Taught by Finland (and Germany, too)

When I was in graduate school at the University of Georgia, I had to take a dreaded course on research.  Quantitative analysis, standard deviations, and Bell Curves?  Oh my!

I really had no interest in most research classes back then.  I just wanted to know more about how to teach my students to be better readers.  My advising professor understood, and Dr. Stahl steered me towards a practical course called Teacher Action Research.

“Action” guarantees excitement, right?  Any research course specifically geared towards teachers is bound to have some redeeming value, right?  Yes, to both!

timothydwalker_1407589688_52The school where I taught hosted a number of exchange program teachers each year.  Our students received rich, cultural educations from teachers from Argentina, Mexico, England, Canada, and Germany.

For my research project that semester, I chose to study how one particular teacher from Germany adapted to and navigated the American education system as implemented in our school.  Like the students, I received a rich, cultural education.  For example, I learned that in German schools students were taught letter sounds before letter names.  Sounds were introduced in kindergarten and first grade, but the letter names were not taught until late first grade and into second grade.

That project, so many years ago, planted a seed that has continued to grow.  I have maintained an interest in the performance and methods of school systems in other countries, and surprisingly, I have become a bit of a data nerd.  Quantitative analysis, standard deviations, and Bell Curves!  Oh my!

Much is written about the American education system.  PISA and TIMMS assessments compare student performance among countries of the world.  Then there is Tim Walker’s blog, Taught by Finland.  Tim is an American teacher working in a Finnish school and blogging about his experience.  While not directly connected to early childhood education, Tim’s insight as a fifth grade teacher and his unique perspective documenting life in the world’s highest achieving school system is well worth a read.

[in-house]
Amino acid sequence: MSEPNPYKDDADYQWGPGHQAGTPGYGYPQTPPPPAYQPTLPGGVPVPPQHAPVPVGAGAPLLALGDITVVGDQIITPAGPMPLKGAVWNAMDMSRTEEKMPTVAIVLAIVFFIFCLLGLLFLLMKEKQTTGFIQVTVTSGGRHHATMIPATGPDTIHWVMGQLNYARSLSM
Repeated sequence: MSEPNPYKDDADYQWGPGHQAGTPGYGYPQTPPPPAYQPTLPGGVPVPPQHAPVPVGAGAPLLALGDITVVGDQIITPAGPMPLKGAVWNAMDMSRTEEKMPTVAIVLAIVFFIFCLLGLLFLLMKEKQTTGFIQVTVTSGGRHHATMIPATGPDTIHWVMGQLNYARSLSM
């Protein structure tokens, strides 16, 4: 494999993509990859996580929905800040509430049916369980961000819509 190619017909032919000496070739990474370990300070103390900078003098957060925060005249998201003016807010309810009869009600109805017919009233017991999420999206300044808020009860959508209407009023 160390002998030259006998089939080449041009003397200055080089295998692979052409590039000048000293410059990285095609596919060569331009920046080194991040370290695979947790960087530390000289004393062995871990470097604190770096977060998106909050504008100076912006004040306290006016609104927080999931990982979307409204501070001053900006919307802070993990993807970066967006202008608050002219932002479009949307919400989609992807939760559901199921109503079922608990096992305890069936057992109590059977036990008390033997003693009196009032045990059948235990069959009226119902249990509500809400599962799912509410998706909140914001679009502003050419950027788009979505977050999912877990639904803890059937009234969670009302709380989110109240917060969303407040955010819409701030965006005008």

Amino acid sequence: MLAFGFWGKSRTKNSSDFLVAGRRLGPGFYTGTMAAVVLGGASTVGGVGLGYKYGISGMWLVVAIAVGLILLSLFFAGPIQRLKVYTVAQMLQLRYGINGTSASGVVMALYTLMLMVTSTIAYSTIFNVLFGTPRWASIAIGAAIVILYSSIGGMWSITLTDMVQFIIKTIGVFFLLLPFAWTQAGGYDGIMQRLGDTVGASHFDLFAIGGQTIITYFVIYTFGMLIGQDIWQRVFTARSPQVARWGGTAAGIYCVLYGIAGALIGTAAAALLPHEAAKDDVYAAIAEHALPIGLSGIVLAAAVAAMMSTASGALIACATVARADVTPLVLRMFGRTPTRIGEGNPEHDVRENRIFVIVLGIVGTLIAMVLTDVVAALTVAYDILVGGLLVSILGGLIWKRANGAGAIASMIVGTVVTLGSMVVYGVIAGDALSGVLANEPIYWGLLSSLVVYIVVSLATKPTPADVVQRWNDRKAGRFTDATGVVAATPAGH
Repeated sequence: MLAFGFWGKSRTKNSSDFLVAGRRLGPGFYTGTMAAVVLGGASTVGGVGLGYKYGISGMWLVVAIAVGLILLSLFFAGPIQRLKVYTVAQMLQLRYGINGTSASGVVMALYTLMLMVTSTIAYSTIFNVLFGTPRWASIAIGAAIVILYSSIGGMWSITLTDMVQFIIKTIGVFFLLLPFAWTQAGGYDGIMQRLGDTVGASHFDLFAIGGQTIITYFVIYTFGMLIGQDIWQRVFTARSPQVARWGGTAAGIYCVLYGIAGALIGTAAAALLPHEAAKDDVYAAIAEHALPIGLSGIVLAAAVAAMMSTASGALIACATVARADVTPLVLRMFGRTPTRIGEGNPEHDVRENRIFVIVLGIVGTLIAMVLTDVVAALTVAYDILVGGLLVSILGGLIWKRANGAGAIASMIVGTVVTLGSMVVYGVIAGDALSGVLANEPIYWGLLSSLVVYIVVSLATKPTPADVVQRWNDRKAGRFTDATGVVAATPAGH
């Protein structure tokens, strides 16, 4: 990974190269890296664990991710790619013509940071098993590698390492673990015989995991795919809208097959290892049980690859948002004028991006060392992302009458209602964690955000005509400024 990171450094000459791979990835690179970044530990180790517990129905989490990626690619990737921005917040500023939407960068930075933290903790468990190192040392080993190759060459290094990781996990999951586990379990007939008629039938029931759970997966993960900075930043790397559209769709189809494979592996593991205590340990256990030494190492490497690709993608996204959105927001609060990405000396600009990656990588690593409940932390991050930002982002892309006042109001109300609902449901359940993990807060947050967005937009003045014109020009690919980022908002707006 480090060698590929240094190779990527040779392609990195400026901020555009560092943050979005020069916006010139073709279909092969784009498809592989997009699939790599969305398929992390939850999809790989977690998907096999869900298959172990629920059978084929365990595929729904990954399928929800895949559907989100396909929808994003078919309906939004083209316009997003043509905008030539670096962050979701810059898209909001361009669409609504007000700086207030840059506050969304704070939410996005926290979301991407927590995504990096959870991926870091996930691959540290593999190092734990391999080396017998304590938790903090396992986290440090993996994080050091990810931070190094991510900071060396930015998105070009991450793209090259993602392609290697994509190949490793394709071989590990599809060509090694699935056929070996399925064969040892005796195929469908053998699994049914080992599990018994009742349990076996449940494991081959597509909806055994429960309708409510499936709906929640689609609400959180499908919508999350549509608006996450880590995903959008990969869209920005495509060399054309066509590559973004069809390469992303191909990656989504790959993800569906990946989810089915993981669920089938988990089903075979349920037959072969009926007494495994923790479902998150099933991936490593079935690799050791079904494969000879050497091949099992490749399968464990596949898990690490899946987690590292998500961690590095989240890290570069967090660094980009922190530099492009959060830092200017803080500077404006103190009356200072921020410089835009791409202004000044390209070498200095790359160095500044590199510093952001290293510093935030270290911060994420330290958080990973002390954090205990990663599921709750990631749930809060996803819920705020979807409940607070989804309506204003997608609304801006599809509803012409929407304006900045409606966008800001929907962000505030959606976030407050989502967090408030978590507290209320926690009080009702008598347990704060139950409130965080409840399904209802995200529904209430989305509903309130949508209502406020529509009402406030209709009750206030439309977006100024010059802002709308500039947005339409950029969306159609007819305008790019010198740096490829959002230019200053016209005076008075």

Take a look at Tim’s blog, Taught by Finland.


I train Georgia PreK teachers and dabble a bit in the art of blogging. Have an idea for a blog post? Email me at bestpractices@gsu.edu. On the web: www.bestpractices.gsu.edu Facebook: www.facebook.com/bestpracticespk Twitter: @bestpracticespk

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2 comments on “Taught by Finland (and Germany, too)
  1. Ayn Colsh says:

    I love being a Ga. Pre-K teacher and am glad we are starting to take notice of what other countries are doing right! I have admired the Finnish educational system for a long time. The are doing the right thing and their students are thriving! Thank you for sharing the “Taught By Finland” blog. I will be visiting often!

  2. Alan says:

    Thank you for sharing, Ayn. Tim Walker does an excellent job detailing his experiences, and the American media have taken notice of the blog. He has been published in The Atlantic Monthly at least twice in the past year, and I think I remember seeing him mentioned in the New York Times.

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